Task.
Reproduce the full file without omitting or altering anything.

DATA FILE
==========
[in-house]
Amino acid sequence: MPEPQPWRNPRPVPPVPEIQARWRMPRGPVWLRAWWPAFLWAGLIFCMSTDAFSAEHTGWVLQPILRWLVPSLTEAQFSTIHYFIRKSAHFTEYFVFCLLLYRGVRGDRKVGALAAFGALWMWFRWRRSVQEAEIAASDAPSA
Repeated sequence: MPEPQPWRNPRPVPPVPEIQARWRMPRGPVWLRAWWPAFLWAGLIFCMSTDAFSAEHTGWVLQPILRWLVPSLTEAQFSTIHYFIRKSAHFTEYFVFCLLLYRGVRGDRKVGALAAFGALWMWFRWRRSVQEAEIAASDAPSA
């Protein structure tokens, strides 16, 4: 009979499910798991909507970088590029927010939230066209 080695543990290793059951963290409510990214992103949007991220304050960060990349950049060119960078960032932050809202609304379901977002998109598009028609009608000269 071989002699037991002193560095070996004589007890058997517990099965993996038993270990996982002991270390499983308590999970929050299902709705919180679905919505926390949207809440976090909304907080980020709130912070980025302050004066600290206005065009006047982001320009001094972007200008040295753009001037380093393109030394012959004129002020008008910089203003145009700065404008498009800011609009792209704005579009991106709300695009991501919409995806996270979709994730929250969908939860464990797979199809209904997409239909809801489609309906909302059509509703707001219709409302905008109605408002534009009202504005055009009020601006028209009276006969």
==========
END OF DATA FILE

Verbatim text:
[in-house]
Amino acid sequence: MPEPQPWRNPRPVPPVPEIQARWRMPRGPVWLRAWWPAFLWAGLIFCMSTDAFSAEHTGWVLQPILRWLVPSLTEAQFSTIHYFIRKSAHFTEYFVFCLLLYRGVRGDRKVGALAAFGALWMWFRWRRSVQEAEIAASDAPSA
Repeated sequence: MPEPQPWRNPRPVPPVPEIQARWRMPRGPVWLRAWWPAFLWAGLIFCMSTDAFSAEHTGWVLQPILRWLVPSLTEAQFSTIHYFIRKSAHFTEYFVFCLLLYRGVRGDRKVGALAAFGALWMWFRWRRSVQEAEIAASDAPSA
């Protein structure tokens, strides 16, 4: 009979499910798991909507970088590029927010939230066209 080695543990290793059951963290409510990214992103949007991220304050960060990349950049060119960078960032932050809202609304379901977002998109598009028609009608000269 071989002699037991002193560095070996004589007890058997517990099965993996038993270990996982002991270390499983308590999970929050299902709705919180679905919505926390949207809440976090909304907080980020709130912070980025302050004066600290206005065009006047982001320009001094972007200008040295753009001037380093393109030394012959004129002020008008910089203003145009700065404008498009800011609009792209704005579009991106709300695009991501919409995806996270979709994730929250969908939860464990797979199809209904997409239909809801489609309906909302059509509703707001219709409302905008109605408002534009009202504005055009009020601006028209009276006969």